They ran from around .28 caliber up to .62 but most of them were between .40-.48.
Hawg is offline  
Old January 10, 2020, 12:25 AM   #13
bamaranger
Senior Member
 
Join Date: October 9, 2009
Location: North Alabama
Posts: 7,157
longrifle show

Think gun show, but limited to traditional, sidehammer muzzleloaders, with the bulk of those being of the longrifle persuasion and many of those original, antique rifles. If I understand right, there will also be be a large assortment of accessories like bags, pouches, blades, etc. \

It's an annual thing, held at Joe Wheeler state park, sponsored by ( I think) the AL Longrifle Collectors Assoc. I cannot find the flyer for it at the moment but that is the broad picture. Never been, but looking forward to same.
bamaranger is offline  
Old January 10, 2020, 03:56 AM   #14
Old Stony
Senior Member
 
Join Date: May 31, 2013
Location: East Texas
Posts: 1,674
For the majority of my target work and hunting, I prefer a long rifle. For hunting, I can get more performance from a heavier load of powder and the longer sight radius adds to the accuracy for me. The shorter and longer guns both have their places in muzzleloading...and it might just come down to personal preference.
Old Stony is offline  
Old January 10, 2020, 07:23 AM   #15
105kw
Senior Member
 
Join Date: June 30, 2017
Location: Columbia Basin Washington
Posts: 173
Thanks for the explanation
105kw is offline  
Old January 10, 2020, 11:34 AM   #16
reinert
Senior Member
 
Join Date: September 28, 2008
Posts: 505
A good thread...

Ned Roberts, in his fine, fine book, "The Muzzle-Loading Cap Lock Rifle," explains it this way:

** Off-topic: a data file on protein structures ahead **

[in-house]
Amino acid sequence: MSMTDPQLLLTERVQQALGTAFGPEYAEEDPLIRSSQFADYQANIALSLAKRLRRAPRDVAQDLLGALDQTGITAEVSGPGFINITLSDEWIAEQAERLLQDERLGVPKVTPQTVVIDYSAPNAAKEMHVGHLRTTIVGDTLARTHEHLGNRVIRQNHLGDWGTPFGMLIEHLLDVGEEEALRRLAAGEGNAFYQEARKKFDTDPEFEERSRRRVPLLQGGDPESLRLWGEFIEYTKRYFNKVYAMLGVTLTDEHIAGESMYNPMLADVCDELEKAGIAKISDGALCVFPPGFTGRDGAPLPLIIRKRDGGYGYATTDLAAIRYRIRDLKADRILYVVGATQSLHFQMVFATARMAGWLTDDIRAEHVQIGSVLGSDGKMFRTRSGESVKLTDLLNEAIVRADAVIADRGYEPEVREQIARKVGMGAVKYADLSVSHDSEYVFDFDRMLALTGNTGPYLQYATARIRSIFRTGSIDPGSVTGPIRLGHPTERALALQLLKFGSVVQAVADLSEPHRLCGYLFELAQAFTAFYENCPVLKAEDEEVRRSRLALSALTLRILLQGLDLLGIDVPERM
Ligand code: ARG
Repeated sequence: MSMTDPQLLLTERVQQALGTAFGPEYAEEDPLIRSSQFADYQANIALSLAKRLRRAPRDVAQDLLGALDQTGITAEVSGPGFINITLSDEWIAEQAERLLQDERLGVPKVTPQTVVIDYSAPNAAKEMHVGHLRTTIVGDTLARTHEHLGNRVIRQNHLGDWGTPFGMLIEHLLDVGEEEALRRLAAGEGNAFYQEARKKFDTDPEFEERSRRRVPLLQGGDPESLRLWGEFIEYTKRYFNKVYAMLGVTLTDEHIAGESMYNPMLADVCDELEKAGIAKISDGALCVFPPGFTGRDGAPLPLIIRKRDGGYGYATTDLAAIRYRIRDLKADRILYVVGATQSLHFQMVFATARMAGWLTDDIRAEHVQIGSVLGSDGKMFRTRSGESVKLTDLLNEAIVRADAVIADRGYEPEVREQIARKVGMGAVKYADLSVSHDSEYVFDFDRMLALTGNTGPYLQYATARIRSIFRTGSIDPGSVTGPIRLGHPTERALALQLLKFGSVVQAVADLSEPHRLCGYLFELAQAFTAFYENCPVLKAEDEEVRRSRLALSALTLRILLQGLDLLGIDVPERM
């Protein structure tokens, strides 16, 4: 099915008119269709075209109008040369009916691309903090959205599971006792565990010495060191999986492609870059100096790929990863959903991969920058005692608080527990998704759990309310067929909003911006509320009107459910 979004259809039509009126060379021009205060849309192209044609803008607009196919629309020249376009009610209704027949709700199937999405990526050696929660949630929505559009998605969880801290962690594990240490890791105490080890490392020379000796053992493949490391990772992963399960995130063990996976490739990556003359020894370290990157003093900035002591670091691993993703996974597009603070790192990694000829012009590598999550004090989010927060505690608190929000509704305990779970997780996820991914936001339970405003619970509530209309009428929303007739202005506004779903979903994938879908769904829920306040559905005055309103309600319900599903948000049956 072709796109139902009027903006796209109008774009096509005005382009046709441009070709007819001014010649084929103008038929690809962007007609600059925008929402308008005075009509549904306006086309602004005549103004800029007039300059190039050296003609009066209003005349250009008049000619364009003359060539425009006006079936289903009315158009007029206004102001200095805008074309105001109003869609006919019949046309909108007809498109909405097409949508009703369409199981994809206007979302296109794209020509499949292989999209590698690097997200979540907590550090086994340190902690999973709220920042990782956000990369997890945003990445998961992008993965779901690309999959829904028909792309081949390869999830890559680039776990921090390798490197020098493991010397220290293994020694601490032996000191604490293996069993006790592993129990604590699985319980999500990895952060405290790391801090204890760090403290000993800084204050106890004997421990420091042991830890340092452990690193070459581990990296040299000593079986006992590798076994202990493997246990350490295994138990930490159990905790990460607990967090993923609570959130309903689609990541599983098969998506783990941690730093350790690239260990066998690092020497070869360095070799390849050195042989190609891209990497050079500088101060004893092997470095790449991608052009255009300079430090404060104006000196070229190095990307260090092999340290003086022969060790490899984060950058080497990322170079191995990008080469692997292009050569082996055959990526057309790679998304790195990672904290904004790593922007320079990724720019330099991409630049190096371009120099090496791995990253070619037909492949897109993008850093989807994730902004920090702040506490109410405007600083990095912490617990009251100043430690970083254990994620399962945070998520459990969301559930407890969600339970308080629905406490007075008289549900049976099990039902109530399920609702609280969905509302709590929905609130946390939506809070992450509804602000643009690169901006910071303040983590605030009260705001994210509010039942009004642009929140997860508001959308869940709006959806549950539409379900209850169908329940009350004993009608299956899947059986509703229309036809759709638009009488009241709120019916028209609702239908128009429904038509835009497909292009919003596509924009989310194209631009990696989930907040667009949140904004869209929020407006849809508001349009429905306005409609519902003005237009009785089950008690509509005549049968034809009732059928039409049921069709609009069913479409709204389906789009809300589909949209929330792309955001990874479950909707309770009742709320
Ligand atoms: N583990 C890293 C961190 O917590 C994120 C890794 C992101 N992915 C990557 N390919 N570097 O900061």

"The American flint-lock rifle with its slender stock, its long, carefully rifled barrel using the patched round ball, came into use in this country early in 1700 and gave a degree of accuracy that had never before been known. The rifles that had been made in Europe during the preceding century, principally by the German and Swiss rifle-makers, failed absolutely to meet the requirements of the American pioneer who was then attempting to conquer a great wilderness. Those arms were too heavy, too large bore which was wasteful of both powder and lead, difficult to load as it required an iron ramrod and a mallet with which to drive home the naked round ball. After a few shots they fouled and leaded so badly that no one could guarantee to hit a man at 50 yards the first shot with them. They were really inferior as a practical arm and less accurate than a well-made smooth-bore using the round ball. What our pioneer needed was a comparatively small-bore rifle using a ball weighing about half an ounce that would shoot ACCURATELY (caps mine), have good killing power up to about 150 yards, not waste powder which was scarce in the Colonies, that could be easily and quickly loaded, would have a light report when fired so that the sound would not reach the ears of lurking Indians, and an arm that balanced well so as to make accurate off-hand shooting as easy as possible.